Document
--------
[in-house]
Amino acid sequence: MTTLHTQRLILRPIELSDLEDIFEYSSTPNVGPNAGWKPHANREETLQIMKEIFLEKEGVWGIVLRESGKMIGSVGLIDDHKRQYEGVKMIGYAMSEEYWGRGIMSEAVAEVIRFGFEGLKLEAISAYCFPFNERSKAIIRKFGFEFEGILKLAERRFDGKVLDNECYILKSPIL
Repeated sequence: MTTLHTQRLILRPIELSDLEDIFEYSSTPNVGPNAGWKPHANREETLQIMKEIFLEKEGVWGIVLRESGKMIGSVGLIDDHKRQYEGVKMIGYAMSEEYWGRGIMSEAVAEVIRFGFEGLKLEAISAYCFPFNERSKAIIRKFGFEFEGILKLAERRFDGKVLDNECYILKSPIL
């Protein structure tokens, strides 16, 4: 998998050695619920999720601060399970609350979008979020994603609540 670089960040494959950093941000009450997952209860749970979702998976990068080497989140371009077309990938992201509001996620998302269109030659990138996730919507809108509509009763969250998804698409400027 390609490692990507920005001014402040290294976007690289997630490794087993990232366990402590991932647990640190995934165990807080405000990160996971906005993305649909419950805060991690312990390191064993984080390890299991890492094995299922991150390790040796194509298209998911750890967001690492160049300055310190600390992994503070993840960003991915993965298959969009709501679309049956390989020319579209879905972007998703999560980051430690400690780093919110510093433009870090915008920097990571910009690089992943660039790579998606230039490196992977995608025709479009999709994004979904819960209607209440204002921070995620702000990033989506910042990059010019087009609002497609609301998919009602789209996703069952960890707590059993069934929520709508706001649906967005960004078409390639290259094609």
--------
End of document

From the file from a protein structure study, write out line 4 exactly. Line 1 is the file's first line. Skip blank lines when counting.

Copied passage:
């Protein structure tokens, strides 16, 4: 998998050695619920999720601060399970609350979008979020994603609540 670089960040494959950093941000009450997952209860749970979702998976990068080497989140371009077309990938992201509001996620998302269109030659990138996730919507809108509509009763969250998804698409400027 390609490692990507920005001014402040290294976007690289997630490794087993990232366990402590991932647990640190995934165990807080405000990160996971906005993305649909419950805060991690312990390191064993984080390890299991890492094995299922991150390790040796194509298209998911750890967001690492160049300055310190600390992994503070993840960003991915993965298959969009709501679309049956390989020319579209879905972007998703999560980051430690400690780093919110510093433009870090915008920097990571910009690089992943660039790579998606230039490196992977995608025709479009999709994004979904819960209607209440204002921070995620702000990033989506910042990059010019087009609002497609609301998919009602789209996703069952960890707590059993069934929520709508706001649906967005960004078409390639290259094609």